• Share
  • Email
  • Embed
  • Like
  • Save
  • Private Content
The role of social capital in influencing the response capacity of farmers
 

The role of social capital in influencing the response capacity of farmers

on

  • 770 views

Rhiannon Fisher, recently submitted CCRI PhD student, presents her research on the role of social capital with regards to farmer resilience and response to critical events, looking in particular at ...

Rhiannon Fisher, recently submitted CCRI PhD student, presents her research on the role of social capital with regards to farmer resilience and response to critical events, looking in particular at bovine TB.

Statistics

Views

Total Views
770
Views on SlideShare
769
Embed Views
1

Actions

Likes
0
Downloads
0
Comments
0

1 Embed 1

https://si0.twimg.com 1

Accessibility

Categories

Upload Details

Uploaded via as Microsoft PowerPoint

Usage Rights

© All Rights Reserved

Report content

Flagged as inappropriate Flag as inappropriate
Flag as inappropriate

Select your reason for flagging this presentation as inappropriate.

Cancel
  • Full Name Full Name Comment goes here.
    Are you sure you want to
    Your message goes here
    Processing…
Post Comment
Edit your comment

    The role of social capital in influencing the response capacity of farmers The role of social capital in influencing the response capacity of farmers Presentation Transcript

    • The role of social capital in influencing the response capacity of farmers Rhiannon FisherCountryside and Community Research Institute, University of Gloucestershire and the Royal Agricultural College 1
    • Bovine Tuberculosis• An infectious disease in cattle• Spread between cattle and badgers• Cost the taxpayer around £90m in 2010/11 in England (excluding research)• In 2010, 10.8% cattle farms in England were put under restriction due to a TB incident.• Around 25,000 cattle were slaughtered for TB control in England in 2010 2
    • 3
    • The policy contextThe Coalition Government’s bTBeradication programme promotespartnership working acrossgovernment, the farming industryand the veterinary profession, aswell as responsibility and cost-sharing 4
    • Social Capital: The stocks of social trust, networks and values that people can draw upon in order to improve their livelihoods (Putnam, 1995). 5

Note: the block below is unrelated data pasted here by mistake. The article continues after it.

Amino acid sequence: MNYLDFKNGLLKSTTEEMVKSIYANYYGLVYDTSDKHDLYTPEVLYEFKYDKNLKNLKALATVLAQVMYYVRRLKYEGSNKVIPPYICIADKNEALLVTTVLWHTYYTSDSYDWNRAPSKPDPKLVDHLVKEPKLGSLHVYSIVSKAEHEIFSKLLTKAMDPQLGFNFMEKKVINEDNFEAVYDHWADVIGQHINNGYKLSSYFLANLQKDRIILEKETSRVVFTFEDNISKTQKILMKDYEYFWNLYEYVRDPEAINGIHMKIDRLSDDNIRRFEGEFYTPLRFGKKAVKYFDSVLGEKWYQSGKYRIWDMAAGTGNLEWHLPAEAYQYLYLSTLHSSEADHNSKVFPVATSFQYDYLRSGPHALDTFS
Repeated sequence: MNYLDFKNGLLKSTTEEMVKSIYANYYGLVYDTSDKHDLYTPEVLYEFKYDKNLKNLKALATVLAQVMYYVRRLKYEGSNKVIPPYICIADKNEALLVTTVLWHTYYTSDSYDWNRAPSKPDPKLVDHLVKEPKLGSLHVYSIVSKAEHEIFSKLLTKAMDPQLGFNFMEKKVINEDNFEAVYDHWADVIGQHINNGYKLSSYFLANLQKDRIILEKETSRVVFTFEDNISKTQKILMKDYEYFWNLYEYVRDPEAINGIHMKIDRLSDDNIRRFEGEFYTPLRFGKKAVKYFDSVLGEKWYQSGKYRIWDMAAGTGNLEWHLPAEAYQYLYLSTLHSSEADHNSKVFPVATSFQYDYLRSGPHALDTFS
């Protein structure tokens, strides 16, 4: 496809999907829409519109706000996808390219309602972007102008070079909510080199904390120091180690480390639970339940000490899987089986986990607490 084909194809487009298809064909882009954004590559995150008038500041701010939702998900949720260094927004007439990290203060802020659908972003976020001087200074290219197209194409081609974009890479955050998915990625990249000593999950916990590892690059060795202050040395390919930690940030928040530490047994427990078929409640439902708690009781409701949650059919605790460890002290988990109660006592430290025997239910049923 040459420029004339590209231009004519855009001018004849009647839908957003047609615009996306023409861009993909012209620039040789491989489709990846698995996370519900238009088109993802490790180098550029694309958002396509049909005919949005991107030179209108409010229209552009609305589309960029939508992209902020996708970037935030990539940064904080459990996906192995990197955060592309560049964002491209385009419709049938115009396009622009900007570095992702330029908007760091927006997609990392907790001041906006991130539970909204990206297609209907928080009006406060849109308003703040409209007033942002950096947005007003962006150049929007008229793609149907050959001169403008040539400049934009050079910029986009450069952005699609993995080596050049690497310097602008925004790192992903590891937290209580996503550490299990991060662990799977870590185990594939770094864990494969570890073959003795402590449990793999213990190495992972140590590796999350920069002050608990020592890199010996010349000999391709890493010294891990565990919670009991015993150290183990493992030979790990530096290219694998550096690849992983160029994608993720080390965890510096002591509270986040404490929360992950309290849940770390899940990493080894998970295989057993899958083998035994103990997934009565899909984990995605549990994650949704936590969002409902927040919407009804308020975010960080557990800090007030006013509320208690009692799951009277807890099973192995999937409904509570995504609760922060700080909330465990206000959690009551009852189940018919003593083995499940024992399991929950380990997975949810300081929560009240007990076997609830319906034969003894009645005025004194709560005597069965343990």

• Types of social capital• Bonding - Links between families and close friends (e.g. within the business)• Bridging - Links between communities (e.g. consumers, wider community)• Linking - Vertical linkages through society linking individuals/ organisations with unequal power (e.g. DEFRA, NFU representatives) 6
    • Methods Phase 1: (qualitative)20 individual face-to face farmer interviews Analysis (NVivo) Phase 2: (quantitative) Postal survey (374 farmers) Attitudinal questions Analysis (SPSS multivariate analysis) 7
    • Methods Phase 1: (qualitative)20 individual face-to face farmer interviews Analysis (NVivo) Phase 2: (quantitative) Postal survey (400 farmers) Attitudinal questions Analysis (SPSS multivariate analysis) 8
    • Key findingsLinking social capital –“A lot of the people making policy andthinking up all these inspections dont have aclue. TB is crippling”Bridging social capital -“I’ve known my vet for 30 odd years so I havethe greatest respect for the man. He has thewellbeing of my herd and the industry at heartwhich I sometimes doubt if the Ministry has.”Bonding social capital -“It’s difficult to talk to my wife about itbecause she’s too close, we just get eachother upset” 9
    • Methods Phase 1: (qualitative)20 individual face-to face farmer interviews Analysis (NVivo) Phase 2: (quantitative) Postal survey (400 farmers) Attitudinal questions Analysis (SPSS multivariate analysis) 10
    • Postal Survey• 1500 surveys distributed to farmers in the South West• 401 responses received – 374 usable• response rate of 26.7% 11
    • County Beef Dairy Beef and dairy No response TotalDevon 64 (51.6%) 39 (31.5%) 21 (16.9%) 0 124 (33.2%)Somerset 33 (47.8%) 23 (33.3%) 13 (18.8%) 0 69 (18.4%)Cornwall 27 (45.0%) 20 (33.3%) 12 (20.0%) 1 (1.7%) 60 (16.0%)Gloucestershire 23 (56.1%) 11 (26.8%) 6 (14.6%) 1 (2.4%) 41(11.0%)Wiltshire 18 (46.2%) 11 (28.2%) 8 (20.5%) 2 (5.1%) 39 (10.4%)Dorset 11 (35.5%) 15 (48.8%) 5 (16.1%) 0 31 (8.3%)No response 3 (30.0%) 5 (50.0%) 2 (20.0%) 0 10 (2.7%)Total 179 (47.9%) 124 (33.2%) 67 (17.9%) 4 (1.1%) 374 12
    • Identifying farmer groups• Farmer segmentation (farming styles, woodland management, organic farmers etc.)• 18 attitudinal statements subjected to factor analysis• Factor scores used to group the farmers using cluster analysis 13
    • Bonding social capital Linking social capital Bridging social capital Bonding social capital14
    • 15
    • Profiling the farmer groups – Vulnerable and internally focused• Feel in less control over their business and have higher risk perception• More fatalistic and felt that there was nothing they could do to reduce risk• Mainly sourced information from other farmers• Slightly more experience of bTB but no difference between the groups in terms of number of breakdowns or the number of cattle lost 16
    • Profiling the farmer groups – Resilient and externally focused• Resilient farmers feel that there is plenty of support available to them• Higher proportion of NFU members• Slightly more trusting of authority• More confidence in the knowledge of Defra, Animal Health and the NFU 17
    • 18
    • Conclusions• Linking social capital has an important influence on levels of perceived resilience• Distinction between internally focused and externally focused farmers (bridging social capital)• Bonding social capital does not necessarily increase perceived resilience• Changes in attitudes do not necessarily lead to changes in behaviour• While social capital may influence attitudes, government intervention may be needed to influence behaviour 19
    • 20